Physician Profile: Dr. Mark DeLegge

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Physician’s Profile: Dr. Mark DeLegge


Guest: Dr. Mark DeLegge – Gastroenterology-Hepatology

Host: Dr. Linda Austin - Psychiatrist

Dr. Mark DeLegge: Hello. I am Mark DeLegge and I am Director of the Digestive Disease Center at the Medical University of South Carolina. I am a gastroenterologist, meaning, I take care of patients of with diseases of their colon, stomach esophagus. I have been practicing at the Medical University of South Carolina since 1999. I moved here from Charlotte, North Carolina and I currently living in Mount Pleasant, South Carolina, which is a pleasant suburb just over the bridge from Charleston.

At the Digestive Disease Center, I do some administrative functions, meaning, I make sure that the whole place runs correctly. In addition to that, I am a gastroenterologist. My focus is on GI diseases such as inflammatory bowel disease, irritable bowel syndrome, pancreas disease. My subspecialty, that which I really have a love for, is in nutrition. I see patients who have complex nutrition problems. Perhaps they have a feeding tube in place or they are on IV nutrition, or they are having major problems with digestion or absorption.

A typical patient with a nutrition disorder could be one with a disease such as celiac disease. Celiac disease is a disease of the small intestine where there is some inflammation. When patients eat, the food goes in their mouth, they do not absorb it in the small intestine and then end up having a lot of diarrhea. So what happens is, you may be eating 2000-3000 calories a day but you are only actually absorbing, perhaps, 800-1000 calories, and these patients often lose weight.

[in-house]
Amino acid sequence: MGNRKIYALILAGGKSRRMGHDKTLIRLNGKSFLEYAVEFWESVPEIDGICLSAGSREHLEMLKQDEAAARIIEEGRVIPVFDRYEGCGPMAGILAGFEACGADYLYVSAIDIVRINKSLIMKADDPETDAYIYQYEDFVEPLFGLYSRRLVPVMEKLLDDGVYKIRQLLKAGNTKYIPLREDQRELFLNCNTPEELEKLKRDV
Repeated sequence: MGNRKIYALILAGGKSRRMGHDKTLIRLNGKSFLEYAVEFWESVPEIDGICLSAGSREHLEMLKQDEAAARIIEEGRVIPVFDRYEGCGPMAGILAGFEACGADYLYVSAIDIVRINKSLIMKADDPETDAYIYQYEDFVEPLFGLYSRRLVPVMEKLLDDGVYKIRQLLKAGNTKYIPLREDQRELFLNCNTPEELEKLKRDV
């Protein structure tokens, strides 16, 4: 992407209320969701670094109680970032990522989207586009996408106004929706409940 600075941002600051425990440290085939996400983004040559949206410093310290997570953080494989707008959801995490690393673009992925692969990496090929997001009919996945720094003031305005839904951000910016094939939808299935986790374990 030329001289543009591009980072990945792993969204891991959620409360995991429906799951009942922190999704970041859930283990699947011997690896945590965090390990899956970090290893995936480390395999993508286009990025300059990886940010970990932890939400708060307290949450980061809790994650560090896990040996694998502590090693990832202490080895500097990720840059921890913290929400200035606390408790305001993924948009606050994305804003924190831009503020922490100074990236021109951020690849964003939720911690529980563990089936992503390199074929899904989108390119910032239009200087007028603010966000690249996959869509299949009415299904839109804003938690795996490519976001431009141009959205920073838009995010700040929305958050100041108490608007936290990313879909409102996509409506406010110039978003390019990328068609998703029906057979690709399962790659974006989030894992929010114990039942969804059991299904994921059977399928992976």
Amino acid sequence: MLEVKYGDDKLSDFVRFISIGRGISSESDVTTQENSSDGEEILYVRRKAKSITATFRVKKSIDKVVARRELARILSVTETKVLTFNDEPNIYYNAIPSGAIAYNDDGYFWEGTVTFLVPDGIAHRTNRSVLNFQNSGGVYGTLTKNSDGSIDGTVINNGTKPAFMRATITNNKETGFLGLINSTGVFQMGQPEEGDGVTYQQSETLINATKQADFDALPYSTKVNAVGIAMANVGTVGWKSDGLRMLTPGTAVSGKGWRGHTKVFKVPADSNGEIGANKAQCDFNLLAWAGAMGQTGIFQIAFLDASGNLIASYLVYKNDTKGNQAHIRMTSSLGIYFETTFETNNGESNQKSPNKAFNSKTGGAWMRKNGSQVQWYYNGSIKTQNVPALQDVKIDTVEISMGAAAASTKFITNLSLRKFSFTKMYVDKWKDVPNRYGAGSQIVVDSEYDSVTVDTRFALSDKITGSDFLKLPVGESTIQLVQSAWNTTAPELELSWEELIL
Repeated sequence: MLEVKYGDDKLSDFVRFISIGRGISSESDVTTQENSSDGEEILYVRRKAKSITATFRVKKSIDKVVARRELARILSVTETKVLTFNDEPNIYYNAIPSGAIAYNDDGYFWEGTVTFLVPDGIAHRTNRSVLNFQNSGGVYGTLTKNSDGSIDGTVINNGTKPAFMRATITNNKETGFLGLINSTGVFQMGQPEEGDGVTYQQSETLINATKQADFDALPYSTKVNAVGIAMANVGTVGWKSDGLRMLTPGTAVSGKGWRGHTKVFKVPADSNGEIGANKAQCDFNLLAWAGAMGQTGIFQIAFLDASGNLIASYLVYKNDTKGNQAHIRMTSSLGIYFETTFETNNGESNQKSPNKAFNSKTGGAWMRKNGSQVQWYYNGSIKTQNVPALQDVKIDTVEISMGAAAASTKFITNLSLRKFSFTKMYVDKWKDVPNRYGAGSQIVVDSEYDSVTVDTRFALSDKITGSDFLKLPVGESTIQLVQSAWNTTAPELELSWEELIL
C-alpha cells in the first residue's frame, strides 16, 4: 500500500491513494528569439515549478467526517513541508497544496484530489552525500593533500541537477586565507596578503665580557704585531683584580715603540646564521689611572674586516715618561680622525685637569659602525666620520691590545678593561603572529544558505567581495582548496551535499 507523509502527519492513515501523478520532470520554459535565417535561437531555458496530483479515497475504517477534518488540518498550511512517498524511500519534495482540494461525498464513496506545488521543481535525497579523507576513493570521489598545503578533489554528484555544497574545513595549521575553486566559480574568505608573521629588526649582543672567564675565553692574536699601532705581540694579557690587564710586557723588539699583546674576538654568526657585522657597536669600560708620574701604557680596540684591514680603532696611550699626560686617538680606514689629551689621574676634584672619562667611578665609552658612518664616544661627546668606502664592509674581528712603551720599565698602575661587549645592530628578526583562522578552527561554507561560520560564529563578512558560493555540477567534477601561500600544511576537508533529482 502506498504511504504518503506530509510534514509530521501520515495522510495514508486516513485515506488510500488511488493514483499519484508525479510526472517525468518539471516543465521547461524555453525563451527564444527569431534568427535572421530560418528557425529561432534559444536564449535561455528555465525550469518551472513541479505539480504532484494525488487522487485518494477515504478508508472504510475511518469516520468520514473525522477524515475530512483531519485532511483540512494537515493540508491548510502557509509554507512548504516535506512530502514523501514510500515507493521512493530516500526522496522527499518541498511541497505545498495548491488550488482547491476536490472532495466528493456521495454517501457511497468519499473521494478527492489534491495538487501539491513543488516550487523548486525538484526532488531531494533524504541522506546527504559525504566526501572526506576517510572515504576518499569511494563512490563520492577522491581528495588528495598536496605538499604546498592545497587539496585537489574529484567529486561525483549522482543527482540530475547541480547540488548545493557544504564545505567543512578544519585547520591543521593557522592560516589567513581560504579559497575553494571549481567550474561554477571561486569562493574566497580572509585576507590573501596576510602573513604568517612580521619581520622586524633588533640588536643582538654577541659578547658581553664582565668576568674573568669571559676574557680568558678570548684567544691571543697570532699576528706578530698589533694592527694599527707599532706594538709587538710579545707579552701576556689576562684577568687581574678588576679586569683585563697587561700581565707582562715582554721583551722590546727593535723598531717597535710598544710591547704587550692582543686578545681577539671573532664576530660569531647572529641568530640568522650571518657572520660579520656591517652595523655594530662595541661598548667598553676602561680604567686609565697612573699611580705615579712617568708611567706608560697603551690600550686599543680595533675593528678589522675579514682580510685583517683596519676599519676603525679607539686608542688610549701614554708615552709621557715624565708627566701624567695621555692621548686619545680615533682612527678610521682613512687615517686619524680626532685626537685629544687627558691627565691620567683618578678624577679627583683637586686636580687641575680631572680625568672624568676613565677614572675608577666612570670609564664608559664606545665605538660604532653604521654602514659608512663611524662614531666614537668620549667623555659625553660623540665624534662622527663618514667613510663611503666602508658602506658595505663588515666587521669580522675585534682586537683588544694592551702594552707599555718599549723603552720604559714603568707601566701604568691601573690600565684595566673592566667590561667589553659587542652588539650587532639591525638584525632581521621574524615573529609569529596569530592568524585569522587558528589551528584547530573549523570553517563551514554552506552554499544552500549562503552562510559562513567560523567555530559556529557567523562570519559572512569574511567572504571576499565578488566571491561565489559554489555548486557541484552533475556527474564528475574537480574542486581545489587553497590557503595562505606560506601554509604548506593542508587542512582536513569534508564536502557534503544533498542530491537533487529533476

Dr. Linda Austin: There must be some unusual causes of nutritional problems that you see also.

Dr. Mark DeLegge: There are a lot of unusual causes of nutrition problems that I see but a lot of common causes too. I mentioned celiac disease, which is an uncommon problem that affects absorption. I see patients who, perhaps, have had most of their small intestine removed because of Crohn’s disease and, therefore, do not have enough small intestine left to be able to absorb food by mouth. They are often on intravenous nutrition.

In addition to that, I see a lot of common problems. I see elderly patients who are losing weight because of depression. I see patients whose teeth are not in good shape and that may be affecting their ability to chew and swallow. I also see patients who, for whatever reason, think that they are eating too much and are trying to cut back and it is affecting their weight.

Patients at the other end of the spectrum are those patients who are eating too much. We know what happens when you eat too much. You end up gaining weight and you run into all the medical problems we see with obesity, such as high blood pressure, diabetes and bone disease.

Dr. Linda Austin: How did you get interested in this area?

Dr. Mark DeLegge: I got interested in nutrition during my residency. That is a four-year program of training where I realized, at graduation, that I knew nothing about nutrition. As I was looking to do a fellowship, which is kind of specialty training in gastroenterology, meaning, learning to be a gastroenterologist. I looked specifically for a program that offered some additional training in nutrition and that is where I began my nutrition career.

Dr. Linda Austin: I would imagine that, as the medical director of the DDC, you must really provide leadership to stress the importance of nutrition for all the DDC practitioners.

Dr. Mark DeLegge: Yes. I do stress nutrition with all the physicians and practitioners in the DDC. Whenever you look at any GI disease, meaning, if you have a disease of the colon or the small intestine, perhaps you have a problem where you are seeing a surgeon or you have lost weight and you are about to go have major surgery performed, we know nutrition, and good nutrition, is important in all those arenas. So, we have really ratcheted up the importance of nutrition across the board in the Digestive Disease Center. And we have ratcheted it up across the board at the Medical University of South Carolina.

Dr. Linda Austin: What are some of the other areas of specialty that you are interested in?

Dr. Mark DeLegge: My other areas of specialty include inflammatory bowel disease, irritable bowel syndrome, reflux disease, diseases of the pancreas, liver and the esophagus. So, pretty much, if you have a GI disease, you fall into my area of expertise.

If you have any questions about the services or programs offered at the Medical University of South Carolina or if you would like to schedule an appointment with one of our physicians, please call MUSC Health Connection: (843) 792-1414.

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